Skip to main content

Books I Am Idiotically Reading Right Now

The idiocy in the title refers to the fact that my brain refuses to focus on one book, BUT I am currently in three book groups, so this is at least partially not entirely my fault. Unless you count joining three groups as a fault. Which it should NOT be.

Right now I am reading:

Villette, Charlotte Bronte. But you all knew that. I honestly do not think I'd be able to finish this one on my own, no matter how much I might exclaim over it. It's one of those works of art where it seems very important, but I do not look to it for pleasure reading.

How Jesus Became God, Bart Ehrman. I mean. I disagree with Mr Ehrman thus far, but he makes some historical observations that I ACCEPT. Because historical records make me.

Facing Love Addiction, Pia Mellody. My pastor has the young ladies at church reading this. I started out going "psh" and then I was all "YES YES EXACTLY." So. First self help book is deemed helpful.

bird by bird, Anne Lamott. Yes, yes, everyone loves this one and it's the greatest. Someone gave me a copy a couple years ago and I'm finally getting to it. And I love it and it's the greatest.

Hold Still, Sally Mann. I love this. I don't know anything about Cy Twombly, so I'm struggling through the current section I'm on, but Sally Mann, you are an excellent writer and I guess I should look at more of your photographs.

How to Grow Up, Michelle Tea. Have we talked about how much I love Michelle Tea? I will read anything she writes. And am close to having read all her books. SO VERY CLOSE. This is her newest one. It's a memoir, like most of them, but she somehow keeps having new things to say. I could read her writing alllllll day.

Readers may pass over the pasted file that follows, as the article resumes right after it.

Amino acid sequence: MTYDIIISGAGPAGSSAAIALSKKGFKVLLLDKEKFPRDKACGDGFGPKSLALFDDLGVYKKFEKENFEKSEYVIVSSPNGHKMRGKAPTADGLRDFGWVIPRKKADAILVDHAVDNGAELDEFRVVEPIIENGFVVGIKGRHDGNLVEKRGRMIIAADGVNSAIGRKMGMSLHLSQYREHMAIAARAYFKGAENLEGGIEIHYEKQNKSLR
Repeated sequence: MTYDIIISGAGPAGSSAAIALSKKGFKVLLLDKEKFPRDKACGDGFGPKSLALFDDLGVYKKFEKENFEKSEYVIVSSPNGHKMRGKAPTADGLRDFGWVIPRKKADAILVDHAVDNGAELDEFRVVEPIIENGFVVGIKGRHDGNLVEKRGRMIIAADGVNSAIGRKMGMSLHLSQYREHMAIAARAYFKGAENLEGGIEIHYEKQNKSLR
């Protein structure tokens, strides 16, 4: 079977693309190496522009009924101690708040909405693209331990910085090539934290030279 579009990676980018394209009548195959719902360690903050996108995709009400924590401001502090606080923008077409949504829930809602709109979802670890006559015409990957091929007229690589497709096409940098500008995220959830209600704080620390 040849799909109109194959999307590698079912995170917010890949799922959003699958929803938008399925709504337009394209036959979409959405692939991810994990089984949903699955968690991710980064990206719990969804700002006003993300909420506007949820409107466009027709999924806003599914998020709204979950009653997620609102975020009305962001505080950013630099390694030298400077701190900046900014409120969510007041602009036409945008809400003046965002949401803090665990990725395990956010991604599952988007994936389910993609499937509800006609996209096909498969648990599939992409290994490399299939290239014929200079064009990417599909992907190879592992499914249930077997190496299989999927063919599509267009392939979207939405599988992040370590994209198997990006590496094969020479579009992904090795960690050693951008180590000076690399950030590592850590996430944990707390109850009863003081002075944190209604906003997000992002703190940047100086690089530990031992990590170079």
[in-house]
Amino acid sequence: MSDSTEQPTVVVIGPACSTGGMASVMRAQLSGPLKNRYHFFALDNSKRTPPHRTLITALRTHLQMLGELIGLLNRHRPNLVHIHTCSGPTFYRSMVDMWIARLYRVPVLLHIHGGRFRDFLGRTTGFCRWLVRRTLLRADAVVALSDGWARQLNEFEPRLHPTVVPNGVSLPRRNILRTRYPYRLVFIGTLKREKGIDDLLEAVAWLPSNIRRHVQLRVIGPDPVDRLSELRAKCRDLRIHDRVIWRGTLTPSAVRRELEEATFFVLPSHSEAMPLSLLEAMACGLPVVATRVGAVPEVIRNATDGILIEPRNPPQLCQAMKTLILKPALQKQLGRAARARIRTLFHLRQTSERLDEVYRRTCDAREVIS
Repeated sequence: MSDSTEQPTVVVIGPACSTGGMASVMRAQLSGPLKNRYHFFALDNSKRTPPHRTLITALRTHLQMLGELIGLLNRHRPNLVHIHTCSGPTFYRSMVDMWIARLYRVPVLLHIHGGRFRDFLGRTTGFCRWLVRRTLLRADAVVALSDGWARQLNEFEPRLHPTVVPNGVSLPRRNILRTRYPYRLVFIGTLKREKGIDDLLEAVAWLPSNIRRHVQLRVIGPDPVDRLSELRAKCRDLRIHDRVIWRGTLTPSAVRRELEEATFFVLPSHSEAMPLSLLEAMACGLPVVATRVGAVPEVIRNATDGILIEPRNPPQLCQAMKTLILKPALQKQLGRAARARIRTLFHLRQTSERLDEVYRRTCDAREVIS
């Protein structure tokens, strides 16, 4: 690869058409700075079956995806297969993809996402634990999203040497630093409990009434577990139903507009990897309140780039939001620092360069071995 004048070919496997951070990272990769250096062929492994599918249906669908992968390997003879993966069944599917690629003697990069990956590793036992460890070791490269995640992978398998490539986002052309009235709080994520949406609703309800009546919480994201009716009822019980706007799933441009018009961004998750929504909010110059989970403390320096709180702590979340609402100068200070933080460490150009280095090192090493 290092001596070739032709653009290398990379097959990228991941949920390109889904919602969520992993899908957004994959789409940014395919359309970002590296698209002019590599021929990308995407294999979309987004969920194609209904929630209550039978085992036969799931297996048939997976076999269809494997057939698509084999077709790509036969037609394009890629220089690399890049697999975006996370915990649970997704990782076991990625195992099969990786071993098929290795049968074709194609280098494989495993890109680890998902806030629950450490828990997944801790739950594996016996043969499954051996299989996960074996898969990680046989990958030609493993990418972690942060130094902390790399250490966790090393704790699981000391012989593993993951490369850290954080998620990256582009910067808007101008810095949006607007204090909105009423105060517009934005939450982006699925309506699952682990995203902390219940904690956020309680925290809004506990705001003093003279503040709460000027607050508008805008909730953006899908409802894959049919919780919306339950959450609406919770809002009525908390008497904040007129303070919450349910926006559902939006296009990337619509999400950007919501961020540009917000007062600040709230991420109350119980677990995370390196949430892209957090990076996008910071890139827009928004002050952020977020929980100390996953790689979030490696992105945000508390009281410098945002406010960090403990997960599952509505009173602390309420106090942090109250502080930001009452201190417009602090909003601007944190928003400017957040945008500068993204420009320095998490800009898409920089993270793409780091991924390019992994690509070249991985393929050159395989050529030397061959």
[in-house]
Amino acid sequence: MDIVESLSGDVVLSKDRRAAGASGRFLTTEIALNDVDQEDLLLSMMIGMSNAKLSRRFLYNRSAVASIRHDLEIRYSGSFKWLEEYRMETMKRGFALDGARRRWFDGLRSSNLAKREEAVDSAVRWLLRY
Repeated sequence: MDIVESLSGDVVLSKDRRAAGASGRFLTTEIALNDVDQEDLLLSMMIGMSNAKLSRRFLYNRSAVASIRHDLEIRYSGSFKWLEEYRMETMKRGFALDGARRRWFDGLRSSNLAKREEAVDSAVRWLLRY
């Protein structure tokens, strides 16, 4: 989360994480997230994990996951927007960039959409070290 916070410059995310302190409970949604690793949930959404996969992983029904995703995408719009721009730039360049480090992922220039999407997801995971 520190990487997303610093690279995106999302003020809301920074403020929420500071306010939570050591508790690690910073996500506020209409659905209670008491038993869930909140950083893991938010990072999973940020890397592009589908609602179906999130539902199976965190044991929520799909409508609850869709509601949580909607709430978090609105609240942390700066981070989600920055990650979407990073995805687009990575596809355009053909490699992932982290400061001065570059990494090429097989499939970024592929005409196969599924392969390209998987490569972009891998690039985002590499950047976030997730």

Thérèse Raquin, Émile Zola. Ugh. I like the opera for this one so much, but I'm only three chapters from the end and it's taking forever because every damn sentence makes you Ponder the Uselessness of Being. Damnit, Zola.

The Celestial Railroad and Other Stories, Nathaniel Hawthorne. I'm considering not finishing this, TBH. Hawthorne's kinda hit or miss, and if the first story's like the rest, I'm just gonna wanna deck him the entire time. The first story ('Roger Malvin's Burial') is full-on ridiculouspants. Two soldiers in the 1700s are struggling home from a battle -- one's an older guy, and the other is the man who's engaged to Older Guy's daughter. Older Guy says to leave him to die in the woods, but to come back and bury his body. Engaged Guy reluctantly says ok, BUT THEN NEVER COMES BACK. And his whole life is cursed and finally he, his wife and son are destitute and in those same woods and Engaged Guy accidentally shoots his son on the exact same spot where he left Older Guy to die. Hey. Hawthorne. No.

So that's too many, right? I think that's too many. But you need different ones for different moods. Like how I almost never ever want to read Thérèse Raquin, but then maybe there's a day when French depressing stuff sounds like the best. I haven't encountered that day yet, but it's probably hovering around somewhere out there. 

I'll find it. Someday.

Comments

Popular posts from this blog